Before he resigned as Health and Human Services Secretary, Tom Price created a bit of an uproar over comments about medication-assisted treatment for opioid addiction. It was reported that former Secretary Price stated that providing drugs that reduce craving for opioids is just replacing one opioid for another. To a point, that is true. But it is not that simple. Secretary Price’s comments were somewhat more nuanced but the news reports that Secretary Price suggested that medication-based treatment for opioid addiction was not an effective treatment prompted 600 medical experts and academics to pen a letter to Secretary Price asking him to reconsider.

Secretary Price is no longer head of Health and Human Services but the issue of medication-assisted treatment as one option to address this country’s opioid crisis. The medication treatments most commonly used to treat opioid addiction, buprenorphine, naltrexone, and methadone, are called “opioid agonists” or “partial agonists.” These drugs activate receptors in the brain, creating a high similar to what the addict experiences when he or she takes other opioids but the drugs do not have the same effect of physiological dependence, nor do they make the user feel euphoric.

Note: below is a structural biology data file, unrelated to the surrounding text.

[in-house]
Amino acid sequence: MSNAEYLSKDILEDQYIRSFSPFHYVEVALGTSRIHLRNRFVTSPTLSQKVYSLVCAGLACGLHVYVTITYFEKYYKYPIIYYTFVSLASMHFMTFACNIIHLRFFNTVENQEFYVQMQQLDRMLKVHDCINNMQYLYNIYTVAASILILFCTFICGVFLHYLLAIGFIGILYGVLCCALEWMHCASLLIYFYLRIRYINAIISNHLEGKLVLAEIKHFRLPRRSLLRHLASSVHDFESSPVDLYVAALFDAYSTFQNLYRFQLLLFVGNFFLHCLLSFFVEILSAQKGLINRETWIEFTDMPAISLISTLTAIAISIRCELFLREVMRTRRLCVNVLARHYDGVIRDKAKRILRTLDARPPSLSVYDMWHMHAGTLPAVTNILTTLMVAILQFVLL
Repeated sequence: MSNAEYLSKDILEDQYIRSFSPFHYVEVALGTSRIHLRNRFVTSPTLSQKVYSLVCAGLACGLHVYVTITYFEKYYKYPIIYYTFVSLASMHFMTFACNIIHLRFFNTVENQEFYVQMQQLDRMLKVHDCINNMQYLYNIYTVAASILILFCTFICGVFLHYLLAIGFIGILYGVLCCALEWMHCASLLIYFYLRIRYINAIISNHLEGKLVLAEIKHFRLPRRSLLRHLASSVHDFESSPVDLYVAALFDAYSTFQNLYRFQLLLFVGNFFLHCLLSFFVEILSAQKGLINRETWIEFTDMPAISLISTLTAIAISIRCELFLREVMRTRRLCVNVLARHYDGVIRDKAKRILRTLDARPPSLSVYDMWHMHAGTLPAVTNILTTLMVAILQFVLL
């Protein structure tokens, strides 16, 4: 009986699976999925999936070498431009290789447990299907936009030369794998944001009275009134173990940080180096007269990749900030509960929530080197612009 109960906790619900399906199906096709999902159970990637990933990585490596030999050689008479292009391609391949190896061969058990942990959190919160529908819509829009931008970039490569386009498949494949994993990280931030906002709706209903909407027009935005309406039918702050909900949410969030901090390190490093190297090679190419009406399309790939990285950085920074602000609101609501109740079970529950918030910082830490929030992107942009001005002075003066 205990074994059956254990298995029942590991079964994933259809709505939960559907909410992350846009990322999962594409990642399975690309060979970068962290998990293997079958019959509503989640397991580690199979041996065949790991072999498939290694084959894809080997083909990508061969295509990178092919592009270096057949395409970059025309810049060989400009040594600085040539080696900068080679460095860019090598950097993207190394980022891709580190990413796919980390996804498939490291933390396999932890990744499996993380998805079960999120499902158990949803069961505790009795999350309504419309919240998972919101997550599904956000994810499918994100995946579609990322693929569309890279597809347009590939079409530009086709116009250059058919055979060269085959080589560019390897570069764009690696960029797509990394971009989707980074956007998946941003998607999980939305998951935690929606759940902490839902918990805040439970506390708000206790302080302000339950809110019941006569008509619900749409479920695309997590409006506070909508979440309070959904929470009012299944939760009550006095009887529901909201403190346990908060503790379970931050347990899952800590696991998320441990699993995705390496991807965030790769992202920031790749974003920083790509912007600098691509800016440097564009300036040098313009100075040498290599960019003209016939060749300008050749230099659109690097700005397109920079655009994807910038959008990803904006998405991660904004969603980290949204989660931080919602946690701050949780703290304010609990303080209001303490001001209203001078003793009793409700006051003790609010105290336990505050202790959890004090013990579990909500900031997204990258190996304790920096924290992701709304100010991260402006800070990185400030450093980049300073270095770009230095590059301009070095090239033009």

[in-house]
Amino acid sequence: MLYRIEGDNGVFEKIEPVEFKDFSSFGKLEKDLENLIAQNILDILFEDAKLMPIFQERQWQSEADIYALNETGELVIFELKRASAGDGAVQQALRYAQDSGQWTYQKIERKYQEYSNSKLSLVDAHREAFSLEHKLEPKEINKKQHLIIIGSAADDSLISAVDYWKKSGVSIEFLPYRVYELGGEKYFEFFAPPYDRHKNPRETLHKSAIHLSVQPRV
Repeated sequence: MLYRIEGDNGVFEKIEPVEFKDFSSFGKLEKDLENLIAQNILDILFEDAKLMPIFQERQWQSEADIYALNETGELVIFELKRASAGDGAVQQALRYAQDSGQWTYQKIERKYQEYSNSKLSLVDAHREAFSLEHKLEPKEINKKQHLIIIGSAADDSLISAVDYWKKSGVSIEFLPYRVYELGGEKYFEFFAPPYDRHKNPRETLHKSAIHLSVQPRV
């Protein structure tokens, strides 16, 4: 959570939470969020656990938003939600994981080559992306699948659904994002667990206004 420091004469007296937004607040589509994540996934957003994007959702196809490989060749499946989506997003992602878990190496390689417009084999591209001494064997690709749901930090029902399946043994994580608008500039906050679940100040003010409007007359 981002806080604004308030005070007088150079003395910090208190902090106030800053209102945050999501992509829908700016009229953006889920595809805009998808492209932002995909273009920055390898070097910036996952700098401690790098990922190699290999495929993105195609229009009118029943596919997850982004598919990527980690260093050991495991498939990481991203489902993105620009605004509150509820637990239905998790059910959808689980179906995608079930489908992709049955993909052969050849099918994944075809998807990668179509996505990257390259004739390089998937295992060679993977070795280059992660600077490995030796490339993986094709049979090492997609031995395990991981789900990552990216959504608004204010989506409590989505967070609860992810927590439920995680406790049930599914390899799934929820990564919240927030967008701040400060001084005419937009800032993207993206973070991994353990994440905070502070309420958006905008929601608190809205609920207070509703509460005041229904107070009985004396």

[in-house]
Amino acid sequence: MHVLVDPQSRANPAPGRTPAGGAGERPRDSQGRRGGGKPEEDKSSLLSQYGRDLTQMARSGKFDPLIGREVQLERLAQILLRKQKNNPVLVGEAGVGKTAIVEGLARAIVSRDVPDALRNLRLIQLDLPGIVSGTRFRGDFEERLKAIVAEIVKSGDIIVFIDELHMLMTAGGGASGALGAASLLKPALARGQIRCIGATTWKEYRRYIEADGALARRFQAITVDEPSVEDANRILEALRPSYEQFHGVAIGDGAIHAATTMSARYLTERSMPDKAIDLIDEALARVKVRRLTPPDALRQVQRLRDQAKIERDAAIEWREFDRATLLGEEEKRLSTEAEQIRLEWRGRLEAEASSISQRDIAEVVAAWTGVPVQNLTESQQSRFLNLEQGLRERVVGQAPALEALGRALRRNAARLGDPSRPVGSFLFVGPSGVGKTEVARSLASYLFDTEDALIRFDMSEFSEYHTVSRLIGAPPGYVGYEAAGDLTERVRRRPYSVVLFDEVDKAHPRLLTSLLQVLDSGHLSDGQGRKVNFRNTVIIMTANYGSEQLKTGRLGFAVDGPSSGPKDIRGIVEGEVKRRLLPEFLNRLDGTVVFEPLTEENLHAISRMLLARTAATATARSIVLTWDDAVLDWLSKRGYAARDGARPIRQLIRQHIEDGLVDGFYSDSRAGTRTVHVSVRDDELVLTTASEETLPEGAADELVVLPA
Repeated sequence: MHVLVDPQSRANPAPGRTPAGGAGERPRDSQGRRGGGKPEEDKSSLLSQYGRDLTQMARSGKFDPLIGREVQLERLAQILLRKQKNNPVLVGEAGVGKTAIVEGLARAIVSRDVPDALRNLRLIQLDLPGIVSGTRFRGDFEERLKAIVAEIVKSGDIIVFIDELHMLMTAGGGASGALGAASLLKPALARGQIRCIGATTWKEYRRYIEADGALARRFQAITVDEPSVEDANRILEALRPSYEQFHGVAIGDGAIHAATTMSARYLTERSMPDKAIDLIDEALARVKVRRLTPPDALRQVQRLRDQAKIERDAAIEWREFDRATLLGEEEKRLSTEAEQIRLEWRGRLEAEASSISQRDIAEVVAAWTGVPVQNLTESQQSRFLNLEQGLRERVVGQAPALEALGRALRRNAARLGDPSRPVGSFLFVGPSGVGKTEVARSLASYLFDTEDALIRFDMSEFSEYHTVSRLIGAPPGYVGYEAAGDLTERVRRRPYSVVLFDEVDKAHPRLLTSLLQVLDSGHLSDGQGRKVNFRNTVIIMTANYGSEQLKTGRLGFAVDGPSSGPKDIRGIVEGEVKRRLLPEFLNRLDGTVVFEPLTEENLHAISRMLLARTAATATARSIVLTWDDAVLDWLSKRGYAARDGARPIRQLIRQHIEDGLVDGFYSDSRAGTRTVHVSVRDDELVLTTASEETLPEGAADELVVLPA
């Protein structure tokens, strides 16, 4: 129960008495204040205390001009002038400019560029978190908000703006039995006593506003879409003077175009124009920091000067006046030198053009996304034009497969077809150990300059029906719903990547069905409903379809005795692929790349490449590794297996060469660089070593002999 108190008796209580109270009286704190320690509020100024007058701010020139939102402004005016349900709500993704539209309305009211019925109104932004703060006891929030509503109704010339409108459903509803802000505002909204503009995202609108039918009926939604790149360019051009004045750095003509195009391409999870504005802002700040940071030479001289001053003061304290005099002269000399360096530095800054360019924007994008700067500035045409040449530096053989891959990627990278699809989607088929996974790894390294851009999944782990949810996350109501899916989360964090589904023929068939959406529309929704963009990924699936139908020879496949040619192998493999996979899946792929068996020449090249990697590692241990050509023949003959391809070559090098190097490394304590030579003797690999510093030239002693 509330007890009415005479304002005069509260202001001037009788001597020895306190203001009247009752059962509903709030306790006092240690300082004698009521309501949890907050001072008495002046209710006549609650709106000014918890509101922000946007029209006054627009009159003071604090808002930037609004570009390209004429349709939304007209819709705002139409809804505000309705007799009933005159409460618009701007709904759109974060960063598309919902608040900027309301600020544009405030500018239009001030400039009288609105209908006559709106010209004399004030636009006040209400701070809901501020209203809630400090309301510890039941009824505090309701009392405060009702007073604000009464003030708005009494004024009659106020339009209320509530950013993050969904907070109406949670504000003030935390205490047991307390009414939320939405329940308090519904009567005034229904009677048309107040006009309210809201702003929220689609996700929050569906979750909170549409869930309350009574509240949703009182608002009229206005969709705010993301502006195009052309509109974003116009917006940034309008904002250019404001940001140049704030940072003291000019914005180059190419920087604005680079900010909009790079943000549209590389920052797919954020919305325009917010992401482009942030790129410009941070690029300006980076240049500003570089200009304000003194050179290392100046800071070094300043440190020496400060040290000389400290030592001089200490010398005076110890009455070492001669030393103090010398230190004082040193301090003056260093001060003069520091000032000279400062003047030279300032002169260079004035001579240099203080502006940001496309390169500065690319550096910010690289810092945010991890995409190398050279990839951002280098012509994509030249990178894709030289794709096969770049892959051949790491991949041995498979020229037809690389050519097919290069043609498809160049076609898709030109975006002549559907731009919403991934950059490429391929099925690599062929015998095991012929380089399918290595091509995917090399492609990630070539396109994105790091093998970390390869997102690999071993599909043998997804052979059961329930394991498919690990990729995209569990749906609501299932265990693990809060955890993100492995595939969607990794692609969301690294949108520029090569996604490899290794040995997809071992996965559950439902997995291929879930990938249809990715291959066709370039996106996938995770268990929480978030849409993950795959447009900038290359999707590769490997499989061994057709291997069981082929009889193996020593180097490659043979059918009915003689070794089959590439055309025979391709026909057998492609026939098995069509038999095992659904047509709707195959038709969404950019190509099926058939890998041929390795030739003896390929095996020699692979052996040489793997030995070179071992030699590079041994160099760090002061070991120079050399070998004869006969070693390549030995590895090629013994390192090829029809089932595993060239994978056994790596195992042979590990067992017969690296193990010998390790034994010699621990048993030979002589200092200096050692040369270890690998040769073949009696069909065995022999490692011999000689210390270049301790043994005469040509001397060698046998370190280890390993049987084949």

While the treatment drugs do activate opioid receptors, they do so less strongly and they relieve drug cravings and withdrawal symptoms. It is true that with medication-assisted treatment, the addict may never be free of drugs but the drug they are taking allows them to function normally, without the causing the user to be a highly addicted individual ever searching for a stronger fix. Furthermore, the treatment drugs do not render the user unable to function normally. By substituting a medication-based treatment for an opioid addiction, the former addict has the opportunity to become a contributing member of society rather than a strung-out addict looking for the next high, possibly stealing from others to get the money to feed his or her addiction.

PORTUGAL’S DRUG POLICY IS WORKING

As the “War on Drugs” threatens to heat up, we might ask our current administration to take a step back and consider Portugal. In 2001, Portugal decriminalized all drugs—yes, all—including hard drugs like heroin and meth. Critics expected the incidence of drug abuse in Portugal would skyrocket as a result. That is not what happened. Drug use fell over the ensuing 15 years and more importantly, drug-related deaths fell precipitously.

Drugs aren’t legal in Portugal but being in possession of any drug is also not criminal. Rather the country treats drug use as a health issue. Anyone caught with less than a 10-day supply of any drug is required to get drug treatment. There is no criminal charge, no court hearing, and no incarceration. The policy isn’t expected to rid Portugal of drug abuse; rather, the intended outcome is harm reduction.

CREATE THE ENEMY AND MAKE THE WAR: AMERICA’S WAR ON DRUGS